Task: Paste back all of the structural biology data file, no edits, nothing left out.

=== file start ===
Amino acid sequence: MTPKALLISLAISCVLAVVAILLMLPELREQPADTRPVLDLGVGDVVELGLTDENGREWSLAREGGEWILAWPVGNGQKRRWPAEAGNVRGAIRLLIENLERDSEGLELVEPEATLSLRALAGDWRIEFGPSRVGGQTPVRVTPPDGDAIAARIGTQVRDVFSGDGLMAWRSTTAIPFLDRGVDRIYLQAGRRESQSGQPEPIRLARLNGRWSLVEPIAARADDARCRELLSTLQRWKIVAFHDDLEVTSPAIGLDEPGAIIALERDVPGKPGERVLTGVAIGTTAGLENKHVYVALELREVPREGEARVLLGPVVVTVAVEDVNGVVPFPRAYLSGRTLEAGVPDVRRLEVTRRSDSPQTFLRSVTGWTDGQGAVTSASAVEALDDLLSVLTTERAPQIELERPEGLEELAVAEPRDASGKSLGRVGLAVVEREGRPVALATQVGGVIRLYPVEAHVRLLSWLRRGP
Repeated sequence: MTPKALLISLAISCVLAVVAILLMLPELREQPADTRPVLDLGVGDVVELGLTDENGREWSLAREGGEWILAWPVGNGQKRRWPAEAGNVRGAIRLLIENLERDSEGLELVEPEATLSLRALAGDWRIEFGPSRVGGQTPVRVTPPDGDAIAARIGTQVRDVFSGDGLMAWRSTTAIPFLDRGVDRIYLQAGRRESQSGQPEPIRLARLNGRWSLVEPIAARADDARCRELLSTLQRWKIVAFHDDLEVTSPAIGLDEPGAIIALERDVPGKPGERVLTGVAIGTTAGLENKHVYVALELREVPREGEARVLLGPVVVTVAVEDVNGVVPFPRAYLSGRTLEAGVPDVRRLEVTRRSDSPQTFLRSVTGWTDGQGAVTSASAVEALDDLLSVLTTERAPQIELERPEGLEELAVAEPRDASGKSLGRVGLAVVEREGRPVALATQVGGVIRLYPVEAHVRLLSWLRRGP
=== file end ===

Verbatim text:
Amino acid sequence: MTPKALLISLAISCVLAVVAILLMLPELREQPADTRPVLDLGVGDVVELGLTDENGREWSLAREGGEWILAWPVGNGQKRRWPAEAGNVRGAIRLLIENLERDSEGLELVEPEATLSLRALAGDWRIEFGPSRVGGQTPVRVTPPDGDAIAARIGTQVRDVFSGDGLMAWRSTTAIPFLDRGVDRIYLQAGRRESQSGQPEPIRLARLNGRWSLVEPIAARADDARCRELLSTLQRWKIVAFHDDLEVTSPAIGLDEPGAIIALERDVPGKPGERVLTGVAIGTTAGLENKHVYVALELREVPREGEARVLLGPVVVTVAVEDVNGVVPFPRAYLSGRTLEAGVPDVRRLEVTRRSDSPQTFLRSVTGWTDGQGAVTSASAVEALDDLLSVLTTERAPQIELERPEGLEELAVAEPRDASGKSLGRVGLAVVEREGRPVALATQVGGVIRLYPVEAHVRLLSWLRRGP
Repeated sequence: MTPKALLISLAISCVLAVVAILLMLPELREQPADTRPVLDLGVGDVVELGLTDENGREWSLAREGGEWILAWPVGNGQKRRWPAEAGNVRGAIRLLIENLERDSEGLELVEPEATLSLRALAGDWRIEFGPSRVGGQTPVRVTPPDGDAIAARIGTQVRDVFSGDGLMAWRSTTAIPFLDRGVDRIYLQAGRRESQSGQPEPIRLARLNGRWSLVEPIAARADDARCRELLSTLQRWKIVAFHDDLEVTSPAIGLDEPGAIIALERDVPGKPGERVLTGVAIGTTAGLENKHVYVALELREVPREGEARVLLGPVVVTVAVEDVNGVVPFPRAYLSGRTLEAGVPDVRRLEVTRRSDSPQTFLRSVTGWTDGQGAVTSASAVEALDDLLSVLTTERAPQIELERPEGLEELAVAEPRDASGKSLGRVGLAVVEREGRPVALATQVGGVIRLYPVEAHVRLLSWLRRGP